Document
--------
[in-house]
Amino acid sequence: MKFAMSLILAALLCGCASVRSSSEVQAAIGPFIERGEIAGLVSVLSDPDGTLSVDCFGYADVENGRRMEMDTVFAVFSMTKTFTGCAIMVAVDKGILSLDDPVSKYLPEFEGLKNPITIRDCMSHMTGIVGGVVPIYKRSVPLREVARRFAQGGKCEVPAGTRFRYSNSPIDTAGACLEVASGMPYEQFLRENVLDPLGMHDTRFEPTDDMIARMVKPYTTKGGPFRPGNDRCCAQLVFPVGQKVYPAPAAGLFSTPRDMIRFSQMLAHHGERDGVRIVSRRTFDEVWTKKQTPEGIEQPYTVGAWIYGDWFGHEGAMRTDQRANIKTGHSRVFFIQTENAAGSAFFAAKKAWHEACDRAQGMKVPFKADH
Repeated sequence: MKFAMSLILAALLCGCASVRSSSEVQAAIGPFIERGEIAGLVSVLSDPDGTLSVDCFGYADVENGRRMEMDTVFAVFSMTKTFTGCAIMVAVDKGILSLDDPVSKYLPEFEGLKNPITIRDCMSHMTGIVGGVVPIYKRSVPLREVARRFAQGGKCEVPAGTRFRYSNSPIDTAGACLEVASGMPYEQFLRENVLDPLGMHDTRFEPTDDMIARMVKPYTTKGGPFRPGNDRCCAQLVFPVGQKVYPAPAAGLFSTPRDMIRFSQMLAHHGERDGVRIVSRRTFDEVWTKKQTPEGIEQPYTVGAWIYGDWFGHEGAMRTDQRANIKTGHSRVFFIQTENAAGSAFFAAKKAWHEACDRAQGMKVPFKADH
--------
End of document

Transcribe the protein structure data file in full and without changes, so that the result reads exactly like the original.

[in-house]
Amino acid sequence: MKFAMSLILAALLCGCASVRSSSEVQAAIGPFIERGEIAGLVSVLSDPDGTLSVDCFGYADVENGRRMEMDTVFAVFSMTKTFTGCAIMVAVDKGILSLDDPVSKYLPEFEGLKNPITIRDCMSHMTGIVGGVVPIYKRSVPLREVARRFAQGGKCEVPAGTRFRYSNSPIDTAGACLEVASGMPYEQFLRENVLDPLGMHDTRFEPTDDMIARMVKPYTTKGGPFRPGNDRCCAQLVFPVGQKVYPAPAAGLFSTPRDMIRFSQMLAHHGERDGVRIVSRRTFDEVWTKKQTPEGIEQPYTVGAWIYGDWFGHEGAMRTDQRANIKTGHSRVFFIQTENAAGSAFFAAKKAWHEACDRAQGMKVPFKADH
Repeated sequence: MKFAMSLILAALLCGCASVRSSSEVQAAIGPFIERGEIAGLVSVLSDPDGTLSVDCFGYADVENGRRMEMDTVFAVFSMTKTFTGCAIMVAVDKGILSLDDPVSKYLPEFEGLKNPITIRDCMSHMTGIVGGVVPIYKRSVPLREVARRFAQGGKCEVPAGTRFRYSNSPIDTAGACLEVASGMPYEQFLRENVLDPLGMHDTRFEPTDDMIARMVKPYTTKGGPFRPGNDRCCAQLVFPVGQKVYPAPAAGLFSTPRDMIRFSQMLAHHGERDGVRIVSRRTFDEVWTKKQTPEGIEQPYTVGAWIYGDWFGHEGAMRTDQRANIKTGHSRVFFIQTENAAGSAFFAAKKAWHEACDRAQGMKVPFKADH